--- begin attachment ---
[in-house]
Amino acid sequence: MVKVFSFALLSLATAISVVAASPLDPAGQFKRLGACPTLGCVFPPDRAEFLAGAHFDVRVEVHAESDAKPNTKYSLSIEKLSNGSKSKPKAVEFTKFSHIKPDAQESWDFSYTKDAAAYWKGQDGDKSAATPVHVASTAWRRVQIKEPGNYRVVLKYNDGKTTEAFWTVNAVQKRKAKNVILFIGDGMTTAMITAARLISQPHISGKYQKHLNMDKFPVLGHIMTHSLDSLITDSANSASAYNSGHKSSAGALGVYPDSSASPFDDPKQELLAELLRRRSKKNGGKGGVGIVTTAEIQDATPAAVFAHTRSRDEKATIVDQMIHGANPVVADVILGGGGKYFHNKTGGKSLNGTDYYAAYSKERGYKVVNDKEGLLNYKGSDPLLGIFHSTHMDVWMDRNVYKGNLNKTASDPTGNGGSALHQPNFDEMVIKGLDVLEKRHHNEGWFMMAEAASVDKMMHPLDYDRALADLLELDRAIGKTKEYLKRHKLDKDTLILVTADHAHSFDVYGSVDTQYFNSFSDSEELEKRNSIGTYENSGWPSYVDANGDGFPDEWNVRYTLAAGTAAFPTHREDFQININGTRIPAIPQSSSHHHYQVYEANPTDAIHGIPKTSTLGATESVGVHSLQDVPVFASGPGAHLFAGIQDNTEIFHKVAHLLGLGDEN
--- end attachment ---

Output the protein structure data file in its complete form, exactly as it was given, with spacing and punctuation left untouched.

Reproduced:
[in-house]
Amino acid sequence: MVKVFSFALLSLATAISVVAASPLDPAGQFKRLGACPTLGCVFPPDRAEFLAGAHFDVRVEVHAESDAKPNTKYSLSIEKLSNGSKSKPKAVEFTKFSHIKPDAQESWDFSYTKDAAAYWKGQDGDKSAATPVHVASTAWRRVQIKEPGNYRVVLKYNDGKTTEAFWTVNAVQKRKAKNVILFIGDGMTTAMITAARLISQPHISGKYQKHLNMDKFPVLGHIMTHSLDSLITDSANSASAYNSGHKSSAGALGVYPDSSASPFDDPKQELLAELLRRRSKKNGGKGGVGIVTTAEIQDATPAAVFAHTRSRDEKATIVDQMIHGANPVVADVILGGGGKYFHNKTGGKSLNGTDYYAAYSKERGYKVVNDKEGLLNYKGSDPLLGIFHSTHMDVWMDRNVYKGNLNKTASDPTGNGGSALHQPNFDEMVIKGLDVLEKRHHNEGWFMMAEAASVDKMMHPLDYDRALADLLELDRAIGKTKEYLKRHKLDKDTLILVTADHAHSFDVYGSVDTQYFNSFSDSEELEKRNSIGTYENSGWPSYVDANGDGFPDEWNVRYTLAAGTAAFPTHREDFQININGTRIPAIPQSSSHHHYQVYEANPTDAIHGIPKTSTLGATESVGVHSLQDVPVFASGPGAHLFAGIQDNTEIFHKVAHLLGLGDEN